The petition is going well and has already attracted more than 300 signatures in less than a week. Reactions have been overwhelmingly positive, but there have inevitably been misunderstandings and opposition to change. The council’s rules did not allow us to include additional information within the petition, but there is a related article on the Spokes website, which we recommend people read at www.spokes.co.uk to get a fuller picture of the proposal.

If one picture is worth a thousand words, this article has a photo of Princes Street as it is now, showing a cyclist totally hemmed in by buses, and another of how it was a year or so ago, when all traffic was banned during the tram works – a taster of what the street might become.

There have been negative comments and one suggested that our proposals would ban disabled people from Princes Street. However, the petition asks for Princes Street to be “inclusive, catering for people of all abilities”. We have suggested ideas such as a free electric shuttle bus along the street, connecting up to surrounding bus stops, and other innovative solutions such as free central-area mobility scooters available to hire for a few hours.

This sort of thing, and much more, would need to be investigated thoroughly if the council decides to take our petition seriously.

We believe that what matters is the vision and the boost this could provide to our city. Yes, there will be problems, but we are sure that with consideration and a willingness to compromise, this modern vision could become a reality that could make a big difference to Edinburgh, its people and its future.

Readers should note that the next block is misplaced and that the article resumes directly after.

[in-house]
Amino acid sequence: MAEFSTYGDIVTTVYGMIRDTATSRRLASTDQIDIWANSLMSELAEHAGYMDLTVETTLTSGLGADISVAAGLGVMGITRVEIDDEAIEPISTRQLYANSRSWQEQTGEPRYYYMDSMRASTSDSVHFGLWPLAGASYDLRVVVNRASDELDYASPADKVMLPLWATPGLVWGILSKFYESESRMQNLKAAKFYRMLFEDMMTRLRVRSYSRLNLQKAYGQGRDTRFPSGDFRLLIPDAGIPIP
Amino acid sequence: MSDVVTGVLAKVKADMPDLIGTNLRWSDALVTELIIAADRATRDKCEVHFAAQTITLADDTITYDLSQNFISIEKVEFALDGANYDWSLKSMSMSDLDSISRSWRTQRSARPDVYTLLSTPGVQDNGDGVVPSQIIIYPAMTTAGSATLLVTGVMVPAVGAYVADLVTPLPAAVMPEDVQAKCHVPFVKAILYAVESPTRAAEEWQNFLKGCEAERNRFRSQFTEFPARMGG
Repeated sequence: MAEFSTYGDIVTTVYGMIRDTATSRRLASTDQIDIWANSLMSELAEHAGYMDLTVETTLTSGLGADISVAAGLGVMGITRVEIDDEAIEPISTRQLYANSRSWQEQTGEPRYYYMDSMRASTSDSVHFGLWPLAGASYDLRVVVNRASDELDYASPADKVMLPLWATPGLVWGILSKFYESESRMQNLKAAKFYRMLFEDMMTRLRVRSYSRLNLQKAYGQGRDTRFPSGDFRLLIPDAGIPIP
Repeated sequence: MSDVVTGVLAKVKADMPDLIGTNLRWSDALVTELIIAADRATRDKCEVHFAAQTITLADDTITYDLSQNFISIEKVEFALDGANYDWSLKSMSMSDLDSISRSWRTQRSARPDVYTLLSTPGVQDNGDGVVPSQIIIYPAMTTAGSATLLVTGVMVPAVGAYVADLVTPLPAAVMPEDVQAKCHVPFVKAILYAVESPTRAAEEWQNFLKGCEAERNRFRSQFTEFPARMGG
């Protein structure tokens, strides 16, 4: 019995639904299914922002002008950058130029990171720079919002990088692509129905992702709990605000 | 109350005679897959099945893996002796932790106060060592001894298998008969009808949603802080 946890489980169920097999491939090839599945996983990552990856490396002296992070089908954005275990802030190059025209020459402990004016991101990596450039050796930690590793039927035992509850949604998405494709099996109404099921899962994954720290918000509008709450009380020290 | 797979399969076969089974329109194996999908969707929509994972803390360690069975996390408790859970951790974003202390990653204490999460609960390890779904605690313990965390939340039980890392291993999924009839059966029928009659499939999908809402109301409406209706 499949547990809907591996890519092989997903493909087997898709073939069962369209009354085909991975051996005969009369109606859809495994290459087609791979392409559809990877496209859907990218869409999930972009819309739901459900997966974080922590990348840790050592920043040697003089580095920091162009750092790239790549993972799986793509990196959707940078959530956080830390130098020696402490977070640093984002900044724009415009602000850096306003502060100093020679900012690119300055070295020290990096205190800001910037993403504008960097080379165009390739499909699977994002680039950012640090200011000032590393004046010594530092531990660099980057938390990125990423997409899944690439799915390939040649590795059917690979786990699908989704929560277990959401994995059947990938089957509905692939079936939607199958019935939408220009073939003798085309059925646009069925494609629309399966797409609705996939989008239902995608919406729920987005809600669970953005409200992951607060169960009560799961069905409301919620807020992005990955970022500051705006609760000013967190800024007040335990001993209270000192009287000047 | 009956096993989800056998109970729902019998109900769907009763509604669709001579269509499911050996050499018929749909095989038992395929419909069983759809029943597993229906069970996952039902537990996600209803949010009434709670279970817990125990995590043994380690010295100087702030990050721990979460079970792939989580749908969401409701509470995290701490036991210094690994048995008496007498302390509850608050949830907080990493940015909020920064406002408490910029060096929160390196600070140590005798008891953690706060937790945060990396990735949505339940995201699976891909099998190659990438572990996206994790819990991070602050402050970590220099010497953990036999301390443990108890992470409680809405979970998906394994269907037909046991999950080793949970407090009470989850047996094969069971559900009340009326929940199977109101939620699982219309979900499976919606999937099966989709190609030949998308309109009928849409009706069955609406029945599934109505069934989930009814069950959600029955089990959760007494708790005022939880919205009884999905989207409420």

• Peter Hawkins is a member of Spokes, who has put forward a petition to the city council asking for traffic to be banned from Princes Street.

YOUR VIEWS ON EDINBURGHNEWS.COM

Grumpinuts: Great idea . . . they tried it in Paisley 10-15 years ago, killed the town centre stone dead, played right into the hands of the newly opened Braehead with free parking and motorway links. Google Paisley High Street aka tumbleweed central.

Dot Lawson: Can someone please spare a thought here for the many people who work in the city centre of Edinburgh that need to get to their office/shop at a certain time in the morning without having to endure even more diversions. This is not all about tourists/cyclists out for a run.

Frenchman: In most of northern Europe, cyclists commute on lanes that are protected from cars by concrete buffers, rows of trees or parked cars. Edinburgh’s city-centre infrastructure for cyclists, however, is as old as the Old Town.

keyser soze: No one can seriously think that having buses jammed head to tail, as they are at present, can continue. The amount of traffic on Princes Street at present is shocking and removing some, if not all, would be a great move. Why is it that almost every bus route in this city has to travel along Princes Street. It seems that far too many people have lost the power of their legs and can’t even walk from George Street.

http://www.edinburgh.gov.uk/directory_record/212684/princes_street_for_people